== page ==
Firm News

Claimant Credibility: The Achilles Heel of Weak Claims

In the case of Donovan v. BOCES Rockland County, 880 N.Y.S.2d 783 (June 11, 2009), the claimant alleged injuries to her left shoulder arising out a a physical altercation with a student (the claimant was a ‘speech therapist’). The Workers’ Compensation Law Judge (WCLJ) found that the ‘credible medical evidence’ established that the left shoulder injuries were work-related and the surgical repair was ‘necessary.’ Compensation was awarded. The parties appealed the the Workers’ Compensation Board (WCB), which exercised its discretion to review the case as per WCL Sect 123. The WCB found that the left shoulder claims were “not credible” in reversing her award.
The case was appealed to the Appellate Division by the claimant, who argued that the WCB erred in finding she lacked credibility.
On the credibility front, the appeals court granted deference to the findings of the WCB, stating that the Board decision would not be disturbed if it was supported by ‘substantial evidence, despite the evidence of evidence which may have supported a different result.’ The WCB had relied upon videotape evidence of the claimant’s condition, as well as a pattern of “exaggerations which lacked consistency and escalated in magnitude over time.” The Appeals panel found that the WCB’s decision – that the claimant lacked credibility- was amply supported by the record.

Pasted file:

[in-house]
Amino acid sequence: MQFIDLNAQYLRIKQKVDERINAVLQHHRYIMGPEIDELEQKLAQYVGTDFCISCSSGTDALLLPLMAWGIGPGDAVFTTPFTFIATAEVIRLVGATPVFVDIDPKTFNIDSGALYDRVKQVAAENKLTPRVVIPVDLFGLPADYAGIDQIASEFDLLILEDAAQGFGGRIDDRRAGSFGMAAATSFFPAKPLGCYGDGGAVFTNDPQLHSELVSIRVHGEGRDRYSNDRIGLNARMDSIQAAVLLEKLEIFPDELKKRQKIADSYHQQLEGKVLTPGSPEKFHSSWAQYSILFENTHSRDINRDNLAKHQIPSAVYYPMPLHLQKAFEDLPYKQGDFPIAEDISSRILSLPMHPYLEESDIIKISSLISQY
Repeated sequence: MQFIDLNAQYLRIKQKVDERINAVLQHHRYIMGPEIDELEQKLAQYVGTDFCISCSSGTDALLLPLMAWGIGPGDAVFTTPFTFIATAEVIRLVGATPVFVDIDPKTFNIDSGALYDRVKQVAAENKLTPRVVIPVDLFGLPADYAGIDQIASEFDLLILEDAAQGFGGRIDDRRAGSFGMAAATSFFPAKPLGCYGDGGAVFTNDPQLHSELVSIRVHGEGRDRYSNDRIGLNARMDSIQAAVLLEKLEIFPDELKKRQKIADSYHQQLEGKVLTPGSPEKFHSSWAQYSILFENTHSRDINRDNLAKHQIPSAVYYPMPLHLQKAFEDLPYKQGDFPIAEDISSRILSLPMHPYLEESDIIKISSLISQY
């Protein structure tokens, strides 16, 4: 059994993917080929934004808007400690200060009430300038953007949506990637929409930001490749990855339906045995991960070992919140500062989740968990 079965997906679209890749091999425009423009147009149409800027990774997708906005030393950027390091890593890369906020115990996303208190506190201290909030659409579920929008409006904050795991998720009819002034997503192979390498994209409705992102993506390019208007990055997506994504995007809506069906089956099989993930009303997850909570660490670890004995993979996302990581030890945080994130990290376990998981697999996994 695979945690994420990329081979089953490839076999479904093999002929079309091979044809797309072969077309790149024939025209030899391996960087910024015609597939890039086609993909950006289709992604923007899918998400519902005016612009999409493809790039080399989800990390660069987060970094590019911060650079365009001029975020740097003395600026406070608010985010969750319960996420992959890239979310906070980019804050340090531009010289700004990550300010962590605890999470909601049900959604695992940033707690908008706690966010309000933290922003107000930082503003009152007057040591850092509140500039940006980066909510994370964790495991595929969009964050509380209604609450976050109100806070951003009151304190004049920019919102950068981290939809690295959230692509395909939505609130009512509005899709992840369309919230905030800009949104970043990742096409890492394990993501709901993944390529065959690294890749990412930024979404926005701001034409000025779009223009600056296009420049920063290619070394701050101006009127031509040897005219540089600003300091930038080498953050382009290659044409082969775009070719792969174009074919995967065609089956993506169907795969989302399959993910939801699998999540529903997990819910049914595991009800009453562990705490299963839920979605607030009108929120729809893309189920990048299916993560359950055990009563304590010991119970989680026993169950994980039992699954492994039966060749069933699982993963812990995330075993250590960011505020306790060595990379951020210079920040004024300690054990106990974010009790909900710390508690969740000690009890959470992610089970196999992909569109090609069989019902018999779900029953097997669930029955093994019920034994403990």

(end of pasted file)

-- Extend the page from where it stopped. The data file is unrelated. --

The claimant also objected that she did not have the opportunity to present her arguments the WCB before the Board reviewed (and reversed) the Workers’ Compensation law Judge’s decision. The Appellate Court informed the claimant that “it is well settled that the Board’s broad jurisdiction includes the power, on its own motion or on application, to modify or rescind a WCLJ’s decision.”
Practice tips: First, make use of the application to the WCB for review of unfavorable decisions rendered by a Workers’ Compensation law Judge. Next, the employer in this case was well-armed: videotapes can be powerful evidence of malingering. When added together with a penchant for exaggeration, a ‘credibility’ challenge may be possible. Finally, it is easier to defend a decision of the WCB – so long as it is based on ‘substantial’ material evidence- than it is to appeal such a decision to the Appeals Court.

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